Lessons & Connections

By Logan Sweet ’15
Spring Summer 2022 Issue

Hundreds of entry-level, middle management and senior executives converge on Susquehanna’s campus — hailing from around the world and across various professions and industries — to serve career and life lessons to their future alumni community. The recipe for Break Through is simple: multiply students’ eagerness to learn by an insanely devoted alumni base.

Now in its 10th year, what is now Break Through didn’t just happen overnight. Its inspiration came from departmental and major-specific career days with little cross-campus collaboration and promotion. This often resulted in high alumni attendance with small numbers of students participating.

“I was a member of the Sigmund Weis School of Business Student Advisory Board when we developed an earlier version of a networking conference for business students,” says Kyle Robertson ’11, a vice president for J.P. Morgan Asset Management Solutions. “Our objective was to provide opportunities for both intentional discussions on topics beyond the classroom and also casual interactions between students and alumni in an environment that was comfortable for students.”

He says they quickly realized it needed to expand. “While this was a great opportunity for the business students who attended,” Robertson adds, “the event had the potential to be much more impactful.”

Alumni participants provided similar feedback, saying they were sometimes disappointed with the turnout. The university heard its student and alumni community and decided to make a change. 

In 2011, the Office of Alumni Relations — in partnership with the Career Development Center and Sigmund Weis School of Business — formed a planning committee with students, alumni, faculty and staff. The committee was tasked with developing a campuswide event with relevant and engaging programming that would lead to more student attendees. After meeting several times, the committee’s research identified that better naming and marketing of the event, involving faculty and opening attendance to all majors would be key to increasing participation.

Stephanie Chan ’13, now a vice president for JPMorgan Chase & Co., was a student volunteer on the committee.

“Break Through is not your traditional networking event, nor was it ever intended to be,” she recalls.

“We designed events that were informative, collaborative and beneficial to individuals of diverse backgrounds, fields and philosophies,” Chan says. “We created opportunities to explore various topics, connect with peers and experienced professionals and to grow through shared experiences. Most importantly, we aimed to inspire individuals to be active participants in their futures and to envision their own definitions of success.” 

“Once everyone began to collaborate, our original concept really became the exciting event we know today,” Robertson adds. “I believe Break Through has become one of the university’s marquee events, demonstrating the passion that Susquehanna alumni have for supporting current students and the reciprocal commitment students have for self-development and their futures after graduation.” At Break Through 2022, nearly 200 alumni gathered virtually and in person — with approximately 700 students and 40 different panel discussions — during the six-day event.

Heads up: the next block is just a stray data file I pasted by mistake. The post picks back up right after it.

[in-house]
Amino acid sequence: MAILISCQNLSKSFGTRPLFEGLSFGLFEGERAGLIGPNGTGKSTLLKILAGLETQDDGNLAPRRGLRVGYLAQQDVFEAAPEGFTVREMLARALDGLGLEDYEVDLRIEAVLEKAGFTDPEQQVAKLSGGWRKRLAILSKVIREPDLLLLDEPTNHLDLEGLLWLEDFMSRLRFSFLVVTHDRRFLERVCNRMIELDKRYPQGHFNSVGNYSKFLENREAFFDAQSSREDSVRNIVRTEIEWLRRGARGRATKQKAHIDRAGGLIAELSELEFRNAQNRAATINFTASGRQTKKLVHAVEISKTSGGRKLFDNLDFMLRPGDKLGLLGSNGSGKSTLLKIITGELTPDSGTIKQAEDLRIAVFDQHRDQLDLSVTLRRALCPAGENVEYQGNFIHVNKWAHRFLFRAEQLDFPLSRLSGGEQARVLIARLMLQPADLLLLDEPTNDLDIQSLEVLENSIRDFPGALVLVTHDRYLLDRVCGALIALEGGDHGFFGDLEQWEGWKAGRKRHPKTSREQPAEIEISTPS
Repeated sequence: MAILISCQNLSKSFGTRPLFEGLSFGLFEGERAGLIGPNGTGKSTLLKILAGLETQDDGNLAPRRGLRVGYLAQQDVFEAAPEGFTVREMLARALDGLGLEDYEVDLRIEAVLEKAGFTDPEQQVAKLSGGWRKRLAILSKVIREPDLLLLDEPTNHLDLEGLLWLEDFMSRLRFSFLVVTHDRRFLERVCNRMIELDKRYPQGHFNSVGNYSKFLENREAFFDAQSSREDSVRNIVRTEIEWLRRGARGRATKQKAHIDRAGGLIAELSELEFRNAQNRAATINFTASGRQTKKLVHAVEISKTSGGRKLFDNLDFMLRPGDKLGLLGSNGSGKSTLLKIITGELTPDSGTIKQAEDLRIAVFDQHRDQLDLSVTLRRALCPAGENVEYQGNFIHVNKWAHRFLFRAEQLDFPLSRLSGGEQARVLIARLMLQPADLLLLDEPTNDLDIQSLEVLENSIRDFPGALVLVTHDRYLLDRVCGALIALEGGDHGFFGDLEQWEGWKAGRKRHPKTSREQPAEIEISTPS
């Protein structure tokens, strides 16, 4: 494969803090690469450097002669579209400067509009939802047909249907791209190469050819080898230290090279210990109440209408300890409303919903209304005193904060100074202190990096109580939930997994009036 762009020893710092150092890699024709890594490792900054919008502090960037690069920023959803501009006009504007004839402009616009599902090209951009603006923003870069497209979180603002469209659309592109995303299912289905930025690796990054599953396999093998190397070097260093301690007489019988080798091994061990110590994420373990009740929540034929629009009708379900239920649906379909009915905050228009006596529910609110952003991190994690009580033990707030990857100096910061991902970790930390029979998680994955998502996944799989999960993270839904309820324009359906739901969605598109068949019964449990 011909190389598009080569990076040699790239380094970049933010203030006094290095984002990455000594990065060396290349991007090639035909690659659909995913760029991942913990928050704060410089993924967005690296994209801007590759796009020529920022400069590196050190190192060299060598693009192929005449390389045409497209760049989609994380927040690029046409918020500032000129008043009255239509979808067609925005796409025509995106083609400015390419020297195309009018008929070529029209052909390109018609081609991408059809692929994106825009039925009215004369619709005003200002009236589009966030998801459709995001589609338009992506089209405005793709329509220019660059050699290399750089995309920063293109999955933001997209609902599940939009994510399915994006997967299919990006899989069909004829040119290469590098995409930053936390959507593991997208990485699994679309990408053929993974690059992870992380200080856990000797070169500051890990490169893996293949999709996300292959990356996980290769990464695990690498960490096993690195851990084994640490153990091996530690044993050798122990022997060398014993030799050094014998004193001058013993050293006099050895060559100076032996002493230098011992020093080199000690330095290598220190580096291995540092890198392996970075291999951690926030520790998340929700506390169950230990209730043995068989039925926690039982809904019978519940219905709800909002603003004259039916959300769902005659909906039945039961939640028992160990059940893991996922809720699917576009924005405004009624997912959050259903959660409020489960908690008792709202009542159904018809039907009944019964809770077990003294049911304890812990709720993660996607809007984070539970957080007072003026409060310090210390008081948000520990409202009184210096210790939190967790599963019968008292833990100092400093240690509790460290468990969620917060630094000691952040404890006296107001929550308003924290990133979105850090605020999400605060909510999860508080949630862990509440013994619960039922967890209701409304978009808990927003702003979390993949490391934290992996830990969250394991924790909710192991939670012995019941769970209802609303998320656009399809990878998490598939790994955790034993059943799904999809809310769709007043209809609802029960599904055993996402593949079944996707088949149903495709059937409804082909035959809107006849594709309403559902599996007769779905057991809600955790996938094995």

“We’ve found success because we really listen to students and give them the programming they want and need,” says Allie Grill, director of the university’s Career Development Center. “We pay attention to the topics being brought up by students in advising appointments, in classrooms, in meetings, etc., and then we find alumni who can speak to those topics.”

Susan Kreisher, associate director of alumni relations, notes that strong relationships with faculty partners have also contributed to Break Through’s success.

“Our faculty understand the importance of Break Through and the impact it can have on a student’s experience at Susquehanna,” she says. “They are our biggest advocates in encouraging students to attend the on-campus conference. And, they are able to identify qualified panelists —and are willing to serve as moderators in their sessions — ensuring that strong connections are made between alumni and student participants.”

In addition to career-specific panel discussions, alumni panelists also present general sessions on topics like money management and personal branding, and how to pivot when a first plan doesn’t work out. Additional conference programming includes a career expo with regional and national employers, résumé review, mock interviews, affinity group networking, free LinkedIn headshots and more.


As the university prepares for the next decade of Break Through conferences, Michaeline Shuman, assistant provost for post-graduate outcomes and civic engagement, sees evolution as a recipe for continued success.

“Our faculty partners continue to adapt their curriculum to meet the needs of the professional world,” Shuman says. “This is why our students can now study things like arts administration or sustainability management or luxury brand marketing.”

“Likewise, we will continue to evolve and offer Break Through programming that meets the needs of an ever-changing world,” she adds.

Future panel discussions could explore topics like managing mental health in the workplace, maintaining civic engagement throughout one’s lifetime or deciding when to move on from a professional opportunity.

“More and more, graduates are not just looking for a job. They are hoping to answer their calling and to be a part of something that they are passionate about,” Shuman says. “They want to work for employers that are socially conscious, that care about the environment and sustainability, and that are invested in diversity and inclusion.” 

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